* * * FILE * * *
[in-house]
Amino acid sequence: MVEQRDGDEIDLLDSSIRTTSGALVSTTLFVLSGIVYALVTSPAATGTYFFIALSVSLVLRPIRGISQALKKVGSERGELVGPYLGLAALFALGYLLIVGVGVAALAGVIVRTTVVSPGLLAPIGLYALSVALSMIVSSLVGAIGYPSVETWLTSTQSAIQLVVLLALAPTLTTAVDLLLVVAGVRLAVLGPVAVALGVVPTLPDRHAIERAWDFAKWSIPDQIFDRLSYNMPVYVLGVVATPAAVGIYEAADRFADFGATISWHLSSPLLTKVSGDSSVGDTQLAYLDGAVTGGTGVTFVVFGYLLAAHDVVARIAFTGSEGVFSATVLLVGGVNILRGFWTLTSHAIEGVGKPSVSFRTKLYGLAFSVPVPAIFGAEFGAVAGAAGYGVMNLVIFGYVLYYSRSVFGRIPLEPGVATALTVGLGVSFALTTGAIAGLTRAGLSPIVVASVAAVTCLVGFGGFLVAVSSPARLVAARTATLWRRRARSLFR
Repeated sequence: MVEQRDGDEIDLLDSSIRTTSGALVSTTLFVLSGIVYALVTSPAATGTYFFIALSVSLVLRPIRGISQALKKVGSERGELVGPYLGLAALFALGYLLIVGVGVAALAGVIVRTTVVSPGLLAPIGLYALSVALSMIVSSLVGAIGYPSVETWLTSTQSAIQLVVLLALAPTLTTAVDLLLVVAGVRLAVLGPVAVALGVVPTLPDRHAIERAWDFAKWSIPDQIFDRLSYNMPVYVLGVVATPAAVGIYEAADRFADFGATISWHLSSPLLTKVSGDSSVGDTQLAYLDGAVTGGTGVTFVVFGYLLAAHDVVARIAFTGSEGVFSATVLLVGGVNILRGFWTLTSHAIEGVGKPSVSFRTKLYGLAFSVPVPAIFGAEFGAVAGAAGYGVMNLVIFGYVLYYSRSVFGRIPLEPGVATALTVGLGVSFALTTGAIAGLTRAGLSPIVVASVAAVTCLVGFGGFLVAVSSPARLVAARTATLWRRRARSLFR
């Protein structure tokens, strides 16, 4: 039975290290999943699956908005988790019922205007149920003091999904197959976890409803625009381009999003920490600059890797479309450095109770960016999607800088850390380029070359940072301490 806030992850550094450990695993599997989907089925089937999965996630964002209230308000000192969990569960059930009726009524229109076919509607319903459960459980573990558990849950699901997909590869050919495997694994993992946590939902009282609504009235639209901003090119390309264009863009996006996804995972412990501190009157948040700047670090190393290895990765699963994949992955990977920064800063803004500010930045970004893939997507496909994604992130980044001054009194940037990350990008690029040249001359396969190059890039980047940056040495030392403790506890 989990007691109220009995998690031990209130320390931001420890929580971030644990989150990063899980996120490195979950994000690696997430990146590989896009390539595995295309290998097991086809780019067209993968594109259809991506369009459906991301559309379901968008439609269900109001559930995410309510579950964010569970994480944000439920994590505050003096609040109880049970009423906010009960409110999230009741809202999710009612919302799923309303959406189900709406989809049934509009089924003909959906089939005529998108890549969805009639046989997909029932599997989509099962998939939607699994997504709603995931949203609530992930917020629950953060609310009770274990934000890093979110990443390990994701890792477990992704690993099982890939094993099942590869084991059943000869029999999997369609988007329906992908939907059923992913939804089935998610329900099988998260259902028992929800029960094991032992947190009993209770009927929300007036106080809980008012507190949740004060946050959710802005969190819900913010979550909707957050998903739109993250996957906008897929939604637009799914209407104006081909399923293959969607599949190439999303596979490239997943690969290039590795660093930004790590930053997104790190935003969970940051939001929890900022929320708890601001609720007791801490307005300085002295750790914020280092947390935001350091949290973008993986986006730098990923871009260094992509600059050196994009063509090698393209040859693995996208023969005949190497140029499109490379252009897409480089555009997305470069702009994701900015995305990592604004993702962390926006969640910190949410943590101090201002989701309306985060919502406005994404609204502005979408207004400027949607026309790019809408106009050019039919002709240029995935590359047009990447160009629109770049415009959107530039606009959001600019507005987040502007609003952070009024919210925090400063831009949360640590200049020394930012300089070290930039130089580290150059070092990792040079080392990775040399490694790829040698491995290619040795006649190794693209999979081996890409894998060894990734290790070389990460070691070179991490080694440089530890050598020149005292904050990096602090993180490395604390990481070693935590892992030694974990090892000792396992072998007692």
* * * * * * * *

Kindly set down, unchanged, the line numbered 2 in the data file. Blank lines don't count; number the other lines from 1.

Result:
Amino acid sequence: MVEQRDGDEIDLLDSSIRTTSGALVSTTLFVLSGIVYALVTSPAATGTYFFIALSVSLVLRPIRGISQALKKVGSERGELVGPYLGLAALFALGYLLIVGVGVAALAGVIVRTTVVSPGLLAPIGLYALSVALSMIVSSLVGAIGYPSVETWLTSTQSAIQLVVLLALAPTLTTAVDLLLVVAGVRLAVLGPVAVALGVVPTLPDRHAIERAWDFAKWSIPDQIFDRLSYNMPVYVLGVVATPAAVGIYEAADRFADFGATISWHLSSPLLTKVSGDSSVGDTQLAYLDGAVTGGTGVTFVVFGYLLAAHDVVARIAFTGSEGVFSATVLLVGGVNILRGFWTLTSHAIEGVGKPSVSFRTKLYGLAFSVPVPAIFGAEFGAVAGAAGYGVMNLVIFGYVLYYSRSVFGRIPLEPGVATALTVGLGVSFALTTGAIAGLTRAGLSPIVVASVAAVTCLVGFGGFLVAVSSPARLVAARTATLWRRRARSLFR